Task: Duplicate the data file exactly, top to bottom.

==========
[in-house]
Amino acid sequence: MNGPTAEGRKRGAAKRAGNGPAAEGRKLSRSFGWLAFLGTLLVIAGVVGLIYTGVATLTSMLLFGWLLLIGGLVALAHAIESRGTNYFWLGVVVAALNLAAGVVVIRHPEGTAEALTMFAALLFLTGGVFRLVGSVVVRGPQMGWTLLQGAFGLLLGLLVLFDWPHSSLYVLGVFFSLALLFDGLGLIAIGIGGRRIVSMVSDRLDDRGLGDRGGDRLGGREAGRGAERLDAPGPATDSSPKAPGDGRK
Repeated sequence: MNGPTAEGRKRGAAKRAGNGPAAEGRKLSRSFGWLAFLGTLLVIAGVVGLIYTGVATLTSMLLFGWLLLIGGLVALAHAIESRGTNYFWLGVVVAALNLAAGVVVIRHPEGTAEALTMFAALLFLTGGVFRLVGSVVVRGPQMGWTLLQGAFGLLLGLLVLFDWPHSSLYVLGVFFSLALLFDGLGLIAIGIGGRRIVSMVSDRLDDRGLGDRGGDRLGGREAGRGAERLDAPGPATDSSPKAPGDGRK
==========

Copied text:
[in-house]
Amino acid sequence: MNGPTAEGRKRGAAKRAGNGPAAEGRKLSRSFGWLAFLGTLLVIAGVVGLIYTGVATLTSMLLFGWLLLIGGLVALAHAIESRGTNYFWLGVVVAALNLAAGVVVIRHPEGTAEALTMFAALLFLTGGVFRLVGSVVVRGPQMGWTLLQGAFGLLLGLLVLFDWPHSSLYVLGVFFSLALLFDGLGLIAIGIGGRRIVSMVSDRLDDRGLGDRGGDRLGGREAGRGAERLDAPGPATDSSPKAPGDGRK
Repeated sequence: MNGPTAEGRKRGAAKRAGNGPAAEGRKLSRSFGWLAFLGTLLVIAGVVGLIYTGVATLTSMLLFGWLLLIGGLVALAHAIESRGTNYFWLGVVVAALNLAAGVVVIRHPEGTAEALTMFAALLFLTGGVFRLVGSVVVRGPQMGWTLLQGAFGLLLGLLVLFDWPHSSLYVLGVFFSLALLFDGLGLIAIGIGGRRIVSMVSDRLDDRGLGDRGGDRLGGREAGRGAERLDAPGPATDSSPKAPGDGRK